from The American Heritage® Dictionary of the English Language, 5th Edition.
- noun A rich fabric of silk and gold brocade.
- noun A canopy of fabric carried in church processions or placed over an altar, throne, or dais.
- noun A structure having the form of a canopy, usually built of stone or bronze, over the altar of a church.
from The Century Dictionary.
- noun Same as
- noun A canopy of various kinds.
from the GNU version of the Collaborative International Dictionary of English.
- noun obsolete A rich brocade; baudekin.
- noun (Arch.) A structure in form of a canopy, sometimes supported by columns, and sometimes suspended from the roof or projecting from the wall; generally placed over an altar.
- noun A portable canopy borne over shrines, etc., in procession.
from Wiktionary, Creative Commons Attribution/Share-Alike License.
- noun Alternative spelling of
from WordNet 3.0 Copyright 2006 by Princeton University. All rights reserved.
- noun ornamented canopy supported by columns or suspended from a roof or projected from a wall (as over an altar)
from The American Heritage® Dictionary of the English Language, 4th Edition
Under a baldachin is a litter, on which swings to and fro a dusky Madonna dressed after the fashion of the native goddesses, with a ring in her nose.
To the right (here we have already seen the statues on the left on the first picture of the altar to the right) on the baldachin St. Pantaleon (look with his hands nailed to his head) and on the volute St. Christopher.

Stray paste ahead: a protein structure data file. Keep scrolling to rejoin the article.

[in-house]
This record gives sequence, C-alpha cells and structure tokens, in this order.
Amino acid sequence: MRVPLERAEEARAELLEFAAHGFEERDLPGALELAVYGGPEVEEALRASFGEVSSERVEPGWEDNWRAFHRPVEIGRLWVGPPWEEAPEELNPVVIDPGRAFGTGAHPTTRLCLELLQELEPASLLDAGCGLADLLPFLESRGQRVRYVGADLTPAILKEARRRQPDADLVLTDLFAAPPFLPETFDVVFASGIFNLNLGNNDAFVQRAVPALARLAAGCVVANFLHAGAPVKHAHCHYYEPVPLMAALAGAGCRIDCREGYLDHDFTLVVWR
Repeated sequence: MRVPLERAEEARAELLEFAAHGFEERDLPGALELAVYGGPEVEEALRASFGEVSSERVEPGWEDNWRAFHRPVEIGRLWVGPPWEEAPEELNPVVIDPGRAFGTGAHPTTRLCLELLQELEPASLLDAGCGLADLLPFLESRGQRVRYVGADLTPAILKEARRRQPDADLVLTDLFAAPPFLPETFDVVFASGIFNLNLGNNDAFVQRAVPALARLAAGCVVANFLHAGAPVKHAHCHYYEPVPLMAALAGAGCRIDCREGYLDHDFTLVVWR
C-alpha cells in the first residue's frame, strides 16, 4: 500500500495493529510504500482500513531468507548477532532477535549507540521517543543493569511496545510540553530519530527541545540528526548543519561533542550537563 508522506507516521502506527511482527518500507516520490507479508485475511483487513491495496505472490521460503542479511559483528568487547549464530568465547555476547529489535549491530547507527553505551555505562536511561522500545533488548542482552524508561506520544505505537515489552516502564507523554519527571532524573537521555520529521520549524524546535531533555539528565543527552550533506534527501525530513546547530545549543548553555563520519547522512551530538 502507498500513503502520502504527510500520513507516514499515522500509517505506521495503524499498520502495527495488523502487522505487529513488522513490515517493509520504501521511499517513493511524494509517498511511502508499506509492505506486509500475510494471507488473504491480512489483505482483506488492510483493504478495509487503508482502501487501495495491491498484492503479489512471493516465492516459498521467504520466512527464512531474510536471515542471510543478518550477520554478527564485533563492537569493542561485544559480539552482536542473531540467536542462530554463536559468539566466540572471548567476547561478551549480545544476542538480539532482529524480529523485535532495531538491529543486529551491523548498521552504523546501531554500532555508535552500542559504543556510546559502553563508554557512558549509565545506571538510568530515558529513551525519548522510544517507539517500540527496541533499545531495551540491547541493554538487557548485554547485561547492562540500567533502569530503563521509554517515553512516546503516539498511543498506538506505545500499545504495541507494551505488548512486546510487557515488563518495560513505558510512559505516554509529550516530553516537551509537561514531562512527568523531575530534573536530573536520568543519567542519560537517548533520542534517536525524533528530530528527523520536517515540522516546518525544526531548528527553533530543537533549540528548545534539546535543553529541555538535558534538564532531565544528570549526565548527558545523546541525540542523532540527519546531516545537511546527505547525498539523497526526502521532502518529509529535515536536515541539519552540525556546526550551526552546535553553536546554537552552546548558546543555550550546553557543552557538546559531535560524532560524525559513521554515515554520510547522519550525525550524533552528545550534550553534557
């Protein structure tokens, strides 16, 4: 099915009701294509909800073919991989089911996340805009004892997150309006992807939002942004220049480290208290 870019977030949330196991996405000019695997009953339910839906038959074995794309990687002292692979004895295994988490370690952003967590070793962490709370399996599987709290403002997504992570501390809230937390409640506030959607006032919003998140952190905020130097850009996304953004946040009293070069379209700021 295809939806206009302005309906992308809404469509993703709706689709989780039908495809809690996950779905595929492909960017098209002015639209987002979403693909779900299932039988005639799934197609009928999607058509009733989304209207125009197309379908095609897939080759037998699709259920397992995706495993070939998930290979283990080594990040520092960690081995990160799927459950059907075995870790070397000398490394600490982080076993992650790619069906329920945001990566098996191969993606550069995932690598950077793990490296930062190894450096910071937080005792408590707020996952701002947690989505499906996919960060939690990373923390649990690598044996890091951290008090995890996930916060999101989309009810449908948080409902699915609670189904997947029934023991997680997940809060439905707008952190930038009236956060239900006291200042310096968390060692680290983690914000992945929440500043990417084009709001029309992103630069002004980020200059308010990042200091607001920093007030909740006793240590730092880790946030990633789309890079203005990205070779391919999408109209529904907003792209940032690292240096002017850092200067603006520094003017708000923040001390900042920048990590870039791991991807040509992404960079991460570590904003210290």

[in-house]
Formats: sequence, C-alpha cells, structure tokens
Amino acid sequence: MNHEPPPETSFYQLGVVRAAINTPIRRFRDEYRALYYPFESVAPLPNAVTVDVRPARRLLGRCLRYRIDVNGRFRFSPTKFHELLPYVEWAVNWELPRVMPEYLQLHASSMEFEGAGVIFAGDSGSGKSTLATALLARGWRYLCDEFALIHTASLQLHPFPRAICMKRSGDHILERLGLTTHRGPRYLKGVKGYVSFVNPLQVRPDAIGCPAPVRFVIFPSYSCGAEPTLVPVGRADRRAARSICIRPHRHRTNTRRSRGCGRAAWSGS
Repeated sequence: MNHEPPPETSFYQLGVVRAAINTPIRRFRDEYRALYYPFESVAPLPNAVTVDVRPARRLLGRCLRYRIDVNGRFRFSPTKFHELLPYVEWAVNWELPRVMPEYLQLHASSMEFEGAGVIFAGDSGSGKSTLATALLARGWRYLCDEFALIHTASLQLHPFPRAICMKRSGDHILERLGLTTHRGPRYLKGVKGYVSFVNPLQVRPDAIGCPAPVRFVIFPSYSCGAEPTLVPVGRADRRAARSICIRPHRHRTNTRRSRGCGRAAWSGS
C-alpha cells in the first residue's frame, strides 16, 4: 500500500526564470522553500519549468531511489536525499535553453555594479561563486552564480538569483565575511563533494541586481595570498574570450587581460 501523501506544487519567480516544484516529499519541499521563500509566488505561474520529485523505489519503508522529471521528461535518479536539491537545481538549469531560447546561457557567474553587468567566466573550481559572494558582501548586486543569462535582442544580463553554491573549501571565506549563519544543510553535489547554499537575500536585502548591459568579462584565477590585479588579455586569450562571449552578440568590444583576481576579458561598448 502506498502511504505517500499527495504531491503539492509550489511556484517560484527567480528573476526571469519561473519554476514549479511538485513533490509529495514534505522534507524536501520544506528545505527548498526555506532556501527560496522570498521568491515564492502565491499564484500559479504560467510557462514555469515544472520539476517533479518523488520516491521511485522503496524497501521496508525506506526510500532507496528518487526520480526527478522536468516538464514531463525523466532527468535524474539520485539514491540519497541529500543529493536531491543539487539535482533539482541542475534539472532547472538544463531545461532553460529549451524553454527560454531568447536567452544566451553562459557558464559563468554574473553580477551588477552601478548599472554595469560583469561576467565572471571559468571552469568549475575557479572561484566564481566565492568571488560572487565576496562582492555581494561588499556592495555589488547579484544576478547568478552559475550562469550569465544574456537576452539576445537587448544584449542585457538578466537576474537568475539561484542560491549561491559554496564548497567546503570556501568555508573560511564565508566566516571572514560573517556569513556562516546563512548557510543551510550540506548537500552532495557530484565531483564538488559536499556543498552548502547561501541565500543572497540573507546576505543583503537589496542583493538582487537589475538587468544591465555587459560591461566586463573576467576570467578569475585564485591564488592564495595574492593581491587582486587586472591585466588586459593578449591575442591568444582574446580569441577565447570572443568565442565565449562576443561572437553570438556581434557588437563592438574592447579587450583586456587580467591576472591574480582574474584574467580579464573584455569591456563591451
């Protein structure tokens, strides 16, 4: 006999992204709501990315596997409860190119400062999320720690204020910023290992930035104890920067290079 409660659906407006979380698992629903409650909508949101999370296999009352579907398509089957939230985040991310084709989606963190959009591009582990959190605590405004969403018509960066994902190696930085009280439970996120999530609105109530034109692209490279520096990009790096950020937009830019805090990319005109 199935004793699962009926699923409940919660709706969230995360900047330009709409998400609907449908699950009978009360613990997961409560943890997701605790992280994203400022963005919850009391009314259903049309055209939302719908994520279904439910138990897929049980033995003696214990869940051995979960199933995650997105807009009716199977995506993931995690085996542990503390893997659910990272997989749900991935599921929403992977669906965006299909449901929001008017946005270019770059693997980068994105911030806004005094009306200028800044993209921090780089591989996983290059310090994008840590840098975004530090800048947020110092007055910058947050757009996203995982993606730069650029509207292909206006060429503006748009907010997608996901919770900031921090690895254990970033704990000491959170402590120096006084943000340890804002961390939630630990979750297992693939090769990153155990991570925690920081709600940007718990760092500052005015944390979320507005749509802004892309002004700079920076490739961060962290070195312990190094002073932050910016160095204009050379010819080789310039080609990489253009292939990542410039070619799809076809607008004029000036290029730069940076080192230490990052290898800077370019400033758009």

Behind the grille (before which, as you can see, a lot of candles are placed by the faithful), underneath the altar of grace which serves as a baldachin for it, and at the very centre of the Basilica is the original spot of the apparition, with the earth visible below the floor level.
To the left (the statues on the right we have already seen on the previous picture to the left) on the baldachin St. Vitus (look sharply for his rooster) and on the volute St. Achatius (with Cross and crown of thorns).
Here, in its incongruous dark wood baldachin, hangs the Lutine Bell, historically rung when a ship went missing.
It also shows how a freestanding altar and baldachin may be used within the context of ad orientem liturgy, as well as being a further commentary on truly noble simplicity in architecture and church paraments.
Sitting to His side on the baldachin are St. Margaret to the left (see her attribute, the dragon, in German Wurm) and St. George to the right.
Additional options include erecting a sizable ornamental canopy or baldachin over the tabernacle, or setting the tabernacle within the apsidal wall or against the backdrop of a decorated reredos.
Column and pilaster shafts are beige botticino marble while capitals and entablatures are painted plaster.schafphoto. com Like the shrine, the focus is again on a baldachin - here, with swirling bronze Solomonic columns and an exuberant superstructure inspired by Bernini's baldachin at St. Peter's.
(The baldachin also serves to frame a replica, in the apse, of a cherished mosaic of the Virgin of Guadalupe in Mexico.)
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